Gov. DeWine, health officials urge Ohioans to get vaccinated amid rise in delta variant cases
COLUMBUS, Ohio (WXIX) - Ohio Gov. DeWine, along with the Ohio Department of Health Chief Medical Officer Bruce Vanderhoff, held a press conference to discuss the recent rise in COVID-19 delta variant cases.
Gov. DeWine and Vanderhoff both advocated for vaccinations for Ohioans during the conference Friday.
“The essential fact is we have three vaccines that are highly, highly effective,” Gov. DeWine said.
Recent reports show a rise in delta variant cases throughout the state. Hamilton and Bulter county have been listed as areas of “substantial spread.”
“We are living in a state with two groups of people, those who are vaccinated and are safe and those who aren’t vaccinated and aren’t safe,” said DeWine.
18,662 people have been hospitalized for COVID-19 in Ohio since January 18,367, were not vaccinated, according to the Ohio Department of Health.
“Delta is dominant, and it is the culprit,” Dr. Vanderhoff told Ohioans during the Friday press conference.
He said there are three important things to know about the variant.
One, it is more contagious than previous variants. An infected person may infect 5-8 people, meaning the variant is more contagious than the common cold.
Two, it is more dangerous. Data suggests those infected with the delta variant are more likely to be hospitalized.
Finally, researchers are finding a larger viral load than other variants, meaning it makes patients sicker quicker.
“Delta has created two Ohio, one that is vaccinated and protected and another Ohio that is unprotected vulnerable to the variant,” said Vanderhoff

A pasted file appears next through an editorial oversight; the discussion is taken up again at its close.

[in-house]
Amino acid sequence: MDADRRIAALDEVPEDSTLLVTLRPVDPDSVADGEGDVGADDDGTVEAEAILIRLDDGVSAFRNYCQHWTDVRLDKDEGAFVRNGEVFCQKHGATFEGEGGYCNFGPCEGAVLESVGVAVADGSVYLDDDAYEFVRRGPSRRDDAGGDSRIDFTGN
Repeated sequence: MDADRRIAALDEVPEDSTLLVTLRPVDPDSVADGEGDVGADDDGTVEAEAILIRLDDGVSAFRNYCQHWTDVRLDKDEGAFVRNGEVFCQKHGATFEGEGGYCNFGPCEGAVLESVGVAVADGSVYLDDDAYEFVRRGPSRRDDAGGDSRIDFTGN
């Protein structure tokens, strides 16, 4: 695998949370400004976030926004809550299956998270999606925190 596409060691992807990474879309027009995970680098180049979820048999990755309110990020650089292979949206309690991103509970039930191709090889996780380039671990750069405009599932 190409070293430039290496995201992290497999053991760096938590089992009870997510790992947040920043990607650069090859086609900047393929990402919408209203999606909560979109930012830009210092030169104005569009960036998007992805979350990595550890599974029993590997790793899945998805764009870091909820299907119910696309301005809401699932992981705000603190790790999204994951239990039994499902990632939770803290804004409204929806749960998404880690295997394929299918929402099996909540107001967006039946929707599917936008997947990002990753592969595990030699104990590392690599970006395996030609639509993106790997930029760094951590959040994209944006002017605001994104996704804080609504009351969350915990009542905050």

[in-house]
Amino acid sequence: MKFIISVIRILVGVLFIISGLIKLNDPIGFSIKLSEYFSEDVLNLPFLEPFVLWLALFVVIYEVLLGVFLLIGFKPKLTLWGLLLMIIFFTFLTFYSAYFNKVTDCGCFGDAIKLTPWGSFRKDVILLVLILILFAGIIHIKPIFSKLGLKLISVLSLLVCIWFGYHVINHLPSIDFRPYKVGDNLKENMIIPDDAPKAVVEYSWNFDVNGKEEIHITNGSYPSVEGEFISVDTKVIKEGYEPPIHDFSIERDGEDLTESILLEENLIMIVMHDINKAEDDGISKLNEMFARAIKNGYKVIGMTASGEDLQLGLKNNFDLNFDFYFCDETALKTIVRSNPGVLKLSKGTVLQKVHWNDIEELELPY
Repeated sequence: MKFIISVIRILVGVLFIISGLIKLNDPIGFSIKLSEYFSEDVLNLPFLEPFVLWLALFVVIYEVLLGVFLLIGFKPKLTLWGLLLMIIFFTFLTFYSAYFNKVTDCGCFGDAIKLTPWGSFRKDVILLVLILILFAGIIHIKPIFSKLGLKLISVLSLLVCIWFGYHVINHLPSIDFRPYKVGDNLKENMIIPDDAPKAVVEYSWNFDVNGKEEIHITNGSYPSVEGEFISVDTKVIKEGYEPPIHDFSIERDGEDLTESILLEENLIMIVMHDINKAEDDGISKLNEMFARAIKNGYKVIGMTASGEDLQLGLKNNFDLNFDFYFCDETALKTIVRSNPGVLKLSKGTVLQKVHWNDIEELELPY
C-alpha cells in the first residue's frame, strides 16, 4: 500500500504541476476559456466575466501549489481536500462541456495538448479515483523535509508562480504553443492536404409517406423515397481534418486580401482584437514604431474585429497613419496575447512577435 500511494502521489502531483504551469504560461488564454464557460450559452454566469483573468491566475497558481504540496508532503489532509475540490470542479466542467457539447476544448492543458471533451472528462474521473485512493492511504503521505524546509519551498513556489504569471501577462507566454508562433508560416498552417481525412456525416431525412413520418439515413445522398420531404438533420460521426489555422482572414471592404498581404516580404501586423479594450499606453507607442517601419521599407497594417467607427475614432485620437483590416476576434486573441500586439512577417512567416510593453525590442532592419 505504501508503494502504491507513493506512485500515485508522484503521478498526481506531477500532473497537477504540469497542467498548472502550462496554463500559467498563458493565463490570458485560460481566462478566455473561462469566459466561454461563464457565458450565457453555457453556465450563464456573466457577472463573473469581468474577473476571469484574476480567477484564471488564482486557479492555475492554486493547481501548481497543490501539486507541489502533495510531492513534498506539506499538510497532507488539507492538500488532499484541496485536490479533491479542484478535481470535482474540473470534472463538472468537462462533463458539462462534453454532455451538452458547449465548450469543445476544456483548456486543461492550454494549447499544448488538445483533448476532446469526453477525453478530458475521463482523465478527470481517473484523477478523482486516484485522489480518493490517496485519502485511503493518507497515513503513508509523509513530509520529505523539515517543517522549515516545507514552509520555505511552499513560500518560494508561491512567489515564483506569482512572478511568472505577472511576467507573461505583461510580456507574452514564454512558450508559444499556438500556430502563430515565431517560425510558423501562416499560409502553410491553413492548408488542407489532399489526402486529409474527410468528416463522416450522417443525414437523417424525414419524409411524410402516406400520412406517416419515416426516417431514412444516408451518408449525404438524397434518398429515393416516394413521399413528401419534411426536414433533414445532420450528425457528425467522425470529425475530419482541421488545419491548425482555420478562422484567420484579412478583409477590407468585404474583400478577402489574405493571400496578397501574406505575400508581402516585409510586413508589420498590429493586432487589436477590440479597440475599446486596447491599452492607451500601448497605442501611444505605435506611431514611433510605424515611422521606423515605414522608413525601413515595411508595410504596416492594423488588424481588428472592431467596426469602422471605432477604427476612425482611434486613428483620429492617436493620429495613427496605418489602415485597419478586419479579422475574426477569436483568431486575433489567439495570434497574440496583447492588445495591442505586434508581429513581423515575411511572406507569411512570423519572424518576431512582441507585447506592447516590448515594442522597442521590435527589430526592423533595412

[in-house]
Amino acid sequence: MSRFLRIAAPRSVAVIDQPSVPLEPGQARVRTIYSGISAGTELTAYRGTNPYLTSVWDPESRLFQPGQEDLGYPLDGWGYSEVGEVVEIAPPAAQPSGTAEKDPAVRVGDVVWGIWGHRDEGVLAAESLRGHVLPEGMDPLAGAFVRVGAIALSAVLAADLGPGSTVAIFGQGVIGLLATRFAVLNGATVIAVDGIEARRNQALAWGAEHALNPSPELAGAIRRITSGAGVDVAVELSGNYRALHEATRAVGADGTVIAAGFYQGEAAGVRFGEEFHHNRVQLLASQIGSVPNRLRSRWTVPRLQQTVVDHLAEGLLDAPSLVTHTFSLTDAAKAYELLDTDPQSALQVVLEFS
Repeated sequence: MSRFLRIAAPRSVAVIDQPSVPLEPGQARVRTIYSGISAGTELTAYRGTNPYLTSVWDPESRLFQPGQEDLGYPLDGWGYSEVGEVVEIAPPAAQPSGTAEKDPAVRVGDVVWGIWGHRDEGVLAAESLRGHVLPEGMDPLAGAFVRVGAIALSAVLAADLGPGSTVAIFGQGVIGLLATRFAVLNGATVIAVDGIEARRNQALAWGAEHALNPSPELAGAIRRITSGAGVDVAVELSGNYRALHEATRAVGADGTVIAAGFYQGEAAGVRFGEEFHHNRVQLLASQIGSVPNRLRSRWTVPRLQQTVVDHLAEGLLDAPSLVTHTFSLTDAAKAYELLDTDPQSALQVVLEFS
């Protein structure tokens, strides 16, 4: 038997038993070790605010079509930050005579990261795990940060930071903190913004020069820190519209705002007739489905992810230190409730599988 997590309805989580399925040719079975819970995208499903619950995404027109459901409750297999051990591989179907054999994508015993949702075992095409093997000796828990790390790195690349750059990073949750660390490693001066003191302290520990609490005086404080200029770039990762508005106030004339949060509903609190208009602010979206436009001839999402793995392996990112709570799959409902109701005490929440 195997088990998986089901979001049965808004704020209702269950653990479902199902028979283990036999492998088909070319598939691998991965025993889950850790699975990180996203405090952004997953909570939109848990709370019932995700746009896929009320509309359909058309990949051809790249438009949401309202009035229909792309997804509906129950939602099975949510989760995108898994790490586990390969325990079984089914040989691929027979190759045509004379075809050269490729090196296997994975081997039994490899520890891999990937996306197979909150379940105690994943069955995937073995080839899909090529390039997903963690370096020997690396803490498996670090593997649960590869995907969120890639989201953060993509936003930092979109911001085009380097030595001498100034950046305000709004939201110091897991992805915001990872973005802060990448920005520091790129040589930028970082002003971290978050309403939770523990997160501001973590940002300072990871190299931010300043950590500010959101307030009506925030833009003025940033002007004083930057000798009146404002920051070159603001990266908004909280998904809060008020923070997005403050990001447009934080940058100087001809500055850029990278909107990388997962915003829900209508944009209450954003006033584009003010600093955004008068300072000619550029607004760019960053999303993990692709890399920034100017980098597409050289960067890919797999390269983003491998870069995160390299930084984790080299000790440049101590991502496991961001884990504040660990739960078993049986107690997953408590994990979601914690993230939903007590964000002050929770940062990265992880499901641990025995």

Vanderhoff says the best thing to do is get vaccinated. If you are vaccinated, he suggests that if you are in a crowded indoor area it is a good idea to wear a mask.
“For anyone on the fence, this is not the common cold; this is a bad virus,” said Vanderhoff
Although only 60% of Ohioans over 18 are vaccinated, DeWine says 85 of 88 counties saw a rise in vaccinations in July.
UC, Cincinnati State and now Xavier have all reinstated mask mandates for the upcoming fall semester.
The latest CDC recommendations are listed below:
- Everyone, including those fully vaccinated, wear a mask in public indoor settings.
- Fully-vaccinated people might choose to wear a mask regardless of the level of transmission, particularly if they are immunocompromised or at increased risk for severe disease from COVID-19, or if they have someone in their household who is immunocompromised, at increased risk of severe disease or not fully vaccinated.
- Fully vaccinated people who have a known exposure to someone with suspected or confirmed COVID-19 should be tested 3-5 days after exposure, and wear a mask in public indoor settings for 14 days or until they receive a negative test result.
- Universal indoor masking for all teachers, staff, students, and visitors to schools, regardless of vaccination status.
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